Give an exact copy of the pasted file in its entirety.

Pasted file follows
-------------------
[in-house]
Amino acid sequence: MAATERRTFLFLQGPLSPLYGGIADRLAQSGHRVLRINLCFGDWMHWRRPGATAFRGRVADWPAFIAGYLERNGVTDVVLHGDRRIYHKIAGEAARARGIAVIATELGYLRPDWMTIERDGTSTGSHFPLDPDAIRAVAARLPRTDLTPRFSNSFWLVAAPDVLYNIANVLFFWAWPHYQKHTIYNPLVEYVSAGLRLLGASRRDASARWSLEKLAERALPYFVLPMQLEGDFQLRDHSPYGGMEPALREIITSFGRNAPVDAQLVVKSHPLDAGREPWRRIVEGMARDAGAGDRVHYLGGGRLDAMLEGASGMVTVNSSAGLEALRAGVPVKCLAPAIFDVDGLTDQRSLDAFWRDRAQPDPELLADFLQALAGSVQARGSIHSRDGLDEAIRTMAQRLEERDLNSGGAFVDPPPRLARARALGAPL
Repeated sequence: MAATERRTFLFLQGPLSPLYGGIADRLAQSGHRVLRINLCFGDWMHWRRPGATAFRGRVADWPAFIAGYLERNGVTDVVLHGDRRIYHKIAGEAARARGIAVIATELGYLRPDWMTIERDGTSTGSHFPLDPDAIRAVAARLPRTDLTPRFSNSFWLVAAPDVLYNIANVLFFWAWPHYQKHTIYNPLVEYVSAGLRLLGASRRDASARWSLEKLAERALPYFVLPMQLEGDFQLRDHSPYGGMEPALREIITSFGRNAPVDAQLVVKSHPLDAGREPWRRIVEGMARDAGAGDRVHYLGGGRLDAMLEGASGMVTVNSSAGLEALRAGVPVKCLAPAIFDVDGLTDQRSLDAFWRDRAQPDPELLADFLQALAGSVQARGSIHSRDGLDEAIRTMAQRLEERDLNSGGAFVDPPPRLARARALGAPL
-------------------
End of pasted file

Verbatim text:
[in-house]
Amino acid sequence: MAATERRTFLFLQGPLSPLYGGIADRLAQSGHRVLRINLCFGDWMHWRRPGATAFRGRVADWPAFIAGYLERNGVTDVVLHGDRRIYHKIAGEAARARGIAVIATELGYLRPDWMTIERDGTSTGSHFPLDPDAIRAVAARLPRTDLTPRFSNSFWLVAAPDVLYNIANVLFFWAWPHYQKHTIYNPLVEYVSAGLRLLGASRRDASARWSLEKLAERALPYFVLPMQLEGDFQLRDHSPYGGMEPALREIITSFGRNAPVDAQLVVKSHPLDAGREPWRRIVEGMARDAGAGDRVHYLGGGRLDAMLEGASGMVTVNSSAGLEALRAGVPVKCLAPAIFDVDGLTDQRSLDAFWRDRAQPDPELLADFLQALAGSVQARGSIHSRDGLDEAIRTMAQRLEERDLNSGGAFVDPPPRLARARALGAPL
Repeated sequence: MAATERRTFLFLQGPLSPLYGGIADRLAQSGHRVLRINLCFGDWMHWRRPGATAFRGRVADWPAFIAGYLERNGVTDVVLHGDRRIYHKIAGEAARARGIAVIATELGYLRPDWMTIERDGTSTGSHFPLDPDAIRAVAARLPRTDLTPRFSNSFWLVAAPDVLYNIANVLFFWAWPHYQKHTIYNPLVEYVSAGLRLLGASRRDASARWSLEKLAERALPYFVLPMQLEGDFQLRDHSPYGGMEPALREIITSFGRNAPVDAQLVVKSHPLDAGREPWRRIVEGMARDAGAGDRVHYLGGGRLDAMLEGASGMVTVNSSAGLEALRAGVPVKCLAPAIFDVDGLTDQRSLDAFWRDRAQPDPELLADFLQALAGSVQARGSIHSRDGLDEAIRTMAQRLEERDLNSGGAFVDPPPRLARARALGAPL